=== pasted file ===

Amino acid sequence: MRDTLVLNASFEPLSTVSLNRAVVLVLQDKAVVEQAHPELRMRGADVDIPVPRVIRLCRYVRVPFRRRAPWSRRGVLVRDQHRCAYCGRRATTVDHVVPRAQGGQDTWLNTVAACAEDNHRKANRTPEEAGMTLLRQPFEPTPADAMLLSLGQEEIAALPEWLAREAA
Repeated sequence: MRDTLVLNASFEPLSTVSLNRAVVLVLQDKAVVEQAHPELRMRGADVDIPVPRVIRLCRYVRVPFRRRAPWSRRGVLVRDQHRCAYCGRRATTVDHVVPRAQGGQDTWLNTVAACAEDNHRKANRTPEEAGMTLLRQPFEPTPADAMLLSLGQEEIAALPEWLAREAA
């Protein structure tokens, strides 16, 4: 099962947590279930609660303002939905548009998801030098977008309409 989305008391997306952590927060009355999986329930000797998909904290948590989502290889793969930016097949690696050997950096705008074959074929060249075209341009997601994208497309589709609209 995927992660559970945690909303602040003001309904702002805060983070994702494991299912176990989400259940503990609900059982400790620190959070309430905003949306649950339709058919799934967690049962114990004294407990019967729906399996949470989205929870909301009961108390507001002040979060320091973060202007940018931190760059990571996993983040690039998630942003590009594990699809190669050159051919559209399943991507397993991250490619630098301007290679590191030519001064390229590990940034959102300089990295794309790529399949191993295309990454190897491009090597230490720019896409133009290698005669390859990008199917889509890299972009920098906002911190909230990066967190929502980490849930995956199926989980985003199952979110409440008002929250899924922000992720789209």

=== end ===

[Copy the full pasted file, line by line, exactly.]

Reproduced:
Amino acid sequence: MRDTLVLNASFEPLSTVSLNRAVVLVLQDKAVVEQAHPELRMRGADVDIPVPRVIRLCRYVRVPFRRRAPWSRRGVLVRDQHRCAYCGRRATTVDHVVPRAQGGQDTWLNTVAACAEDNHRKANRTPEEAGMTLLRQPFEPTPADAMLLSLGQEEIAALPEWLAREAA
Repeated sequence: MRDTLVLNASFEPLSTVSLNRAVVLVLQDKAVVEQAHPELRMRGADVDIPVPRVIRLCRYVRVPFRRRAPWSRRGVLVRDQHRCAYCGRRATTVDHVVPRAQGGQDTWLNTVAACAEDNHRKANRTPEEAGMTLLRQPFEPTPADAMLLSLGQEEIAALPEWLAREAA
């Protein structure tokens, strides 16, 4: 099962947590279930609660303002939905548009998801030098977008309409 989305008391997306952590927060009355999986329930000797998909904290948590989502290889793969930016097949690696050997950096705008074959074929060249075209341009997601994208497309589709609209 995927992660559970945690909303602040003001309904702002805060983070994702494991299912176990989400259940503990609900059982400790620190959070309430905003949306649950339709058919799934967690049962114990004294407990019967729906399996949470989205929870909301009961108390507001002040979060320091973060202007940018931190760059990571996993983040690039998630942003590009594990699809190669050159051919559209399943991507397993991250490619630098301007290679590191030519001064390229590990940034959102300089990295794309790529399949191993295309990454190897491009090597230490720019896409133009290698005669390859990008199917889509890299972009920098906002911190909230990066967190929502980490849930995956199926989980985003199952979110409440008002929250899924922000992720789209």